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Prime Minister of Lebanon says he will be in Beirut within days
After making a strange resignation announcement from Saudi Arabia that unleashed fears of a political crisis in Lebanon; Prime Minister Saad Hariri stated he would return home in the coming days to declare a political stance.
On Saturday in efforts to dispel rumors he was being held against his will in Saudi Arabia, Hariri met with French President Emmanuel Macron who was seeking to calm tensions and avoid a proxy conflict between Saudi and Iranian backed camps in Lebanon.
Hariri confirmed to Lebanese President Michel Aoun he will take part in Independence Day celebrations in Beirut on Wednesday, according to Macron’s office.
After his meeting with Macron, Hariri told reporters; “God willing, I will attend Independence Day in Lebanon and will declare my political stance from Lebanon and after meeting President Michel Aoun.”
“As you know I resigned and we will talk about this matter in Lebanon,” Hariri said after thanking Macron, who he added, “expressed pure friendship toward me that I will never forget.”
Usually held by the president, prime minister and parliament speaker the independence day ceremony with Hariri’s attendance could help ease the uncertainty that has escalated since his strange and surprising resignation announcement from Saudi Arabia on Nov.
Although Hariri’s political status remains unclear, Lebanon’s president refused to accept his resignation making accusation the Saudi’s were holding him against his will.
Before his departure from Riyadh, Hariri brushed off “rumors” about his alleged detention in the kingdom. Via Twitter, he reiterated his stay in Saudi Arabia was to confer with officials on the future of Lebanon and its relation with its Arab neighbors.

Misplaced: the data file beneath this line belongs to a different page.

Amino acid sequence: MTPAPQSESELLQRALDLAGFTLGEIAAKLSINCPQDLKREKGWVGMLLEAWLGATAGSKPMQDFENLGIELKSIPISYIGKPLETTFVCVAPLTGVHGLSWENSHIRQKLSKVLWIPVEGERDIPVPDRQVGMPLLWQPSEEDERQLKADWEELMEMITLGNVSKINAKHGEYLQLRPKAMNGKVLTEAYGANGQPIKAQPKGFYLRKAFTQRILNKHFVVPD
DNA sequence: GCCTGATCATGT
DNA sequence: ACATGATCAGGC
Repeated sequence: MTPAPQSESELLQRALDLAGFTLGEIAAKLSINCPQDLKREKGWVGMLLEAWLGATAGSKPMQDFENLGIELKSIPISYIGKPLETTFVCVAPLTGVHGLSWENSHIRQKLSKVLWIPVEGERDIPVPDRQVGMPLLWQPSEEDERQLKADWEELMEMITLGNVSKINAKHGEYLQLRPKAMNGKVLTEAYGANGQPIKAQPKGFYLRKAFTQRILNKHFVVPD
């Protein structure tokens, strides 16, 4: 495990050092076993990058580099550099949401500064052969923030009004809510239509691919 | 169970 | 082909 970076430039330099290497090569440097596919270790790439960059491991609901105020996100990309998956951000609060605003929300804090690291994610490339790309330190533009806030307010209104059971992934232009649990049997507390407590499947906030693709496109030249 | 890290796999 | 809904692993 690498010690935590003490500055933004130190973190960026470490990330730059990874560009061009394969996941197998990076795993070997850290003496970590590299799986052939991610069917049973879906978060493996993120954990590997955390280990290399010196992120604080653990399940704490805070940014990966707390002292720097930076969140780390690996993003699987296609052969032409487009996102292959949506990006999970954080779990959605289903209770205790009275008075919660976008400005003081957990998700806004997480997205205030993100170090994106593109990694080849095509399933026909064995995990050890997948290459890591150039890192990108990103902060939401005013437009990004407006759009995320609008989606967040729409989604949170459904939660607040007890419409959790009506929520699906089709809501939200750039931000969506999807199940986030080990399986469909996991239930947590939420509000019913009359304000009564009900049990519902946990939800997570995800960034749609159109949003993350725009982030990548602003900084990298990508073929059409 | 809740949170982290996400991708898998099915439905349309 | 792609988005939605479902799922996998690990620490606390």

Hariri stated he was fearful of his life in the televised resignation announcement; where he also cited Iran and Hezbollah for meddling in Arab countries, notably Suadi Arabia.
On Saturday, Saudi Arabia asked it’s citizens for the second time in less than two weeks to leave Lebanon “as soon as possible” given the “circumstances,” raising fears of more severe actions to come.
The Arab League is set to hold a meeting on Sunday in Cairo at Saudi Arabia’s urging where the Lebanon crisis and Iran’s role in the region are expected to be discussed.
Hariri met with the Saudi Crown Prince and other senior officials just before leaving Saudi Arabia, according to a member of Hariri’s political party and two Lebanese television stations.
Hariri held private talks with Macron and then they were joined by Hariri’s wife Lara al-Azm and elder son Hussam and Macron’s wife Brigitte for lunch.
The exact next movements of Hariri after his planned visit to Lebanon are unclear. French officials say they are offering Hariri the necessary support during this time of political turmoil in his country. The official was not authorized to be publicly named.
Macron insisted he is not offering “exile,” Lebanon’s internal tensions could complicate Hariri’s return.
While the United States under President Donald Trump is increasingly seen as unpredictable or disengaged, Macron seeks to reassert French influence in the region. Macron’s office says France’s strategy is to talk to all powers in the region and not to appear as choosing a camp.
Another issue might emerge with Hariri’s arrival in France: Dozens of French employees are suing in French courts his Saudi Oger construction firm, which has failed to pay them for months.
The company owes them 14 million euros ($16.5 million) — an amount Hariri committed to paying after several meetings with French diplomats but never did, according to the French daily Liberation.